- 40 to 50 percent of juvenile sole in the Hylebos Waterway in Tacoma mature sexually too early, and this early maturation correlates to PCB levels in the fish. Early maturation is associated with less viable eggs.
- Scientists suspect pollution as the cause of hermaphroditism (having both male and female sex organs) in Arctic polar bears.
One of the groups identified by EPA as being "highly exposed" to dioxins is infants. Already exposed to dioxins in the womb, they also receive concentrated dioxins in breast milk and continue to be exposed to dioxins after infancy. Consumer Reports found that an average jar of meat-based baby food contains more than one hundred times the EPA's so-called daily limit for dioxins. (That limit is based on cancer risks and does not take into account brain damage or other dioxin-linked health effects.)

Dioxins are only one example of the persistent bioaccumulative pollutants we have spread throughout the world. Breast milk contains other poisons such as DDT, lead, mercury, hexachlorobenzene, and polycyclic aromatic hydrocarbons.

Scientists from around the planet have begun to issue unprecedented consensus statements warning about the implications of hormone-disrupting pollutants. Focusing on the importance of hormones to brain development, for example, doctors and scientists signed a joint statement in Erice, Sicily, in 1995. The statement warns that every pregnant woman on earth is passing hormone disrupters on to her unborn child, and that hormone disrupters can undermine neurological and behavioral development. It is imperative to reduce production and release of these contaminants, the statement notes. A variety of human studies backed up by animal laboratory studies link prenatal toxic exposures to learning impairment. A long-term study in Great Lakes region, for instance, has found that lower IQ and decreased ability to pay attention correlate to amounts of pollutants measured in children's umbilical chords.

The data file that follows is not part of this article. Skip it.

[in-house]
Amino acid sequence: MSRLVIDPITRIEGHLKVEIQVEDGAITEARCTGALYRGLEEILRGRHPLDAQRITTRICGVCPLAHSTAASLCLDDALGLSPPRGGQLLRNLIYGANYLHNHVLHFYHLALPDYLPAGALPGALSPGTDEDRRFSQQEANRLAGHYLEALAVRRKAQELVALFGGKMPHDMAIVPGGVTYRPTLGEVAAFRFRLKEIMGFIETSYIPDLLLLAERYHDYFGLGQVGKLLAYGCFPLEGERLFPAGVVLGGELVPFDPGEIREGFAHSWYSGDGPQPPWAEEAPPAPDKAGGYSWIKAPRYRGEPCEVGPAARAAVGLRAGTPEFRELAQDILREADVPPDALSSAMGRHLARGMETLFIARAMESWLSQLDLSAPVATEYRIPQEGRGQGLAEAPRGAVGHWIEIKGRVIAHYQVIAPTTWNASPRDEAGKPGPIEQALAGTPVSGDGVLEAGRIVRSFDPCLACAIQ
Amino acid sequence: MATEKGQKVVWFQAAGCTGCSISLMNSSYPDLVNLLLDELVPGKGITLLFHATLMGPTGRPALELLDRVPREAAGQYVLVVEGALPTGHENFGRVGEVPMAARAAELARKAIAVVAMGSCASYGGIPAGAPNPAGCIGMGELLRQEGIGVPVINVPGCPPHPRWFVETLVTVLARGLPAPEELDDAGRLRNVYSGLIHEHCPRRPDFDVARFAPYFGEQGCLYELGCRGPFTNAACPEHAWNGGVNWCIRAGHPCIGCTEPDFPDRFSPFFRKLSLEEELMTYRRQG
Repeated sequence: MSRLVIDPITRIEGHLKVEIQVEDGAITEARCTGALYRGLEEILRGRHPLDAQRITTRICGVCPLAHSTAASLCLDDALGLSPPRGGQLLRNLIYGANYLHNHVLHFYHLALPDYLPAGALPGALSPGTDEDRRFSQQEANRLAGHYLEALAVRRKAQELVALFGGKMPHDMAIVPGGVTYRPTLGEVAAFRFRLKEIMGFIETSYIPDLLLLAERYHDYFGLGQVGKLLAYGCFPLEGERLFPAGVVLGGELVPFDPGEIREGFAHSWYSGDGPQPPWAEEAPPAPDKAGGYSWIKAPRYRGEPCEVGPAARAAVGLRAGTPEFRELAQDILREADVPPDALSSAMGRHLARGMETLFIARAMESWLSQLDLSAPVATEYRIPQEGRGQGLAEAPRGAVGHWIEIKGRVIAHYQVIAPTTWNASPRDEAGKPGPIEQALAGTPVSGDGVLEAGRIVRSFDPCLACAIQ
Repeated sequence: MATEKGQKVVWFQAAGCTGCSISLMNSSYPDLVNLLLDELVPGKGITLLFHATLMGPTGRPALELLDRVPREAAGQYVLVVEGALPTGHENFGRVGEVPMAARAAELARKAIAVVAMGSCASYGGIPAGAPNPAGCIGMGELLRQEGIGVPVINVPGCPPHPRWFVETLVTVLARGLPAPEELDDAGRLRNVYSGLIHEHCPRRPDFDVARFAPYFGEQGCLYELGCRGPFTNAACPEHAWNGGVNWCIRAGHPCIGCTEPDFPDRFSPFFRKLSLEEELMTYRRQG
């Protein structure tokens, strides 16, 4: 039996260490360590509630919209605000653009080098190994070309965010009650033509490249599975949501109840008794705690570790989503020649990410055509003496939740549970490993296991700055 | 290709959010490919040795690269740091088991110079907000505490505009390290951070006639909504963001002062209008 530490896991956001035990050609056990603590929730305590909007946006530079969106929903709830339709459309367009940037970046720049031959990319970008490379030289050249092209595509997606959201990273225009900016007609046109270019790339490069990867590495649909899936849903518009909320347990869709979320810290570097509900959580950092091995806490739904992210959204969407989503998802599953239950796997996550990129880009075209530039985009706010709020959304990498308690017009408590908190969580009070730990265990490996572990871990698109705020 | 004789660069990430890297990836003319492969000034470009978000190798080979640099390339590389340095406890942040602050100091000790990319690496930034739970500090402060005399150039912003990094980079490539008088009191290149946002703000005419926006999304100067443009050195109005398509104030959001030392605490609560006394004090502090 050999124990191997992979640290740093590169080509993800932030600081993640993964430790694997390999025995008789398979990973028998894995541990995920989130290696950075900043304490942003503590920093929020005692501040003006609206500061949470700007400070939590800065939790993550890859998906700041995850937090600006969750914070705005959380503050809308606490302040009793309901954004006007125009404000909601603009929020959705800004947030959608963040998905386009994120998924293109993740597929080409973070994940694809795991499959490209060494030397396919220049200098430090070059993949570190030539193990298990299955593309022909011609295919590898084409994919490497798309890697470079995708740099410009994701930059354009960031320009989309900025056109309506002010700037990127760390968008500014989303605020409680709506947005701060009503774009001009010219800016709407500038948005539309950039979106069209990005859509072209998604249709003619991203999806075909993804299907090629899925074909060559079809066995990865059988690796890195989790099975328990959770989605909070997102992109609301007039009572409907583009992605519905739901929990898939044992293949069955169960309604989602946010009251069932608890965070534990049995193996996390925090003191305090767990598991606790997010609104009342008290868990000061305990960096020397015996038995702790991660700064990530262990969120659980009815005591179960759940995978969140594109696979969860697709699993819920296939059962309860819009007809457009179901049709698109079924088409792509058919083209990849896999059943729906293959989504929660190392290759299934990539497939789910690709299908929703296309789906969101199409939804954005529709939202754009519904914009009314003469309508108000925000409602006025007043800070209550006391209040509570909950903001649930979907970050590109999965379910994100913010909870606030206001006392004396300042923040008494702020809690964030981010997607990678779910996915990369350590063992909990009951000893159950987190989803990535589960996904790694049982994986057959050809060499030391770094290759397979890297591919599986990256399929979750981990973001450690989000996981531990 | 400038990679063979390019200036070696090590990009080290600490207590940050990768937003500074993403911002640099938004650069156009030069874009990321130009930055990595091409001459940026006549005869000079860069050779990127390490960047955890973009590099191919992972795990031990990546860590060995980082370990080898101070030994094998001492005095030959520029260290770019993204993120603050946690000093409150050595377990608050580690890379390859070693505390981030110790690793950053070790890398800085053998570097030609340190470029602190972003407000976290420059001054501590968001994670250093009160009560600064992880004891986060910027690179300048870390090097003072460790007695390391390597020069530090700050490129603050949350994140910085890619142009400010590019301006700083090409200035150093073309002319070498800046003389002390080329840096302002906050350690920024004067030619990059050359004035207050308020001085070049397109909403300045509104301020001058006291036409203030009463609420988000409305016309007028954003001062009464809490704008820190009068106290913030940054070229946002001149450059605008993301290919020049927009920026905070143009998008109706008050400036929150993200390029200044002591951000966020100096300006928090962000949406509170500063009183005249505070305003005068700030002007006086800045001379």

And, finally, pollution may also be involved in the cancer epidemic around us. Men now have a one-in-two lifetime risk of developing cancer; women have a one-in-three risk. These rates are far greater than rates experienced decades ago, even after adjustments are made for aging of the population and lung cancer increases. Discrepancies between industrialized and developing countries, studies linking tumors in wildlife to toxic exposures, and a variety of human and laboratory studies strongly indicate that environmental factors may be involved. The National Cancer Advisory Board states that the "elimination or reduction of exposure to carcinogenic agents is a top priority in the prevention of cancer."

Note: Washington State is the first state in the US to plan the banning of PBTs. The initial proposal is to stop releases from new sources by 2005, from existing sources by 2020, and from toxic sites by 2025).
  Carol Dansereau is Director of the Washington Toxics Coalition.

Taken from Earth Letter, March 1999, a newsletter of Earth Ministry, 1305 NE 47th St., Seattle, WA 98105, USA.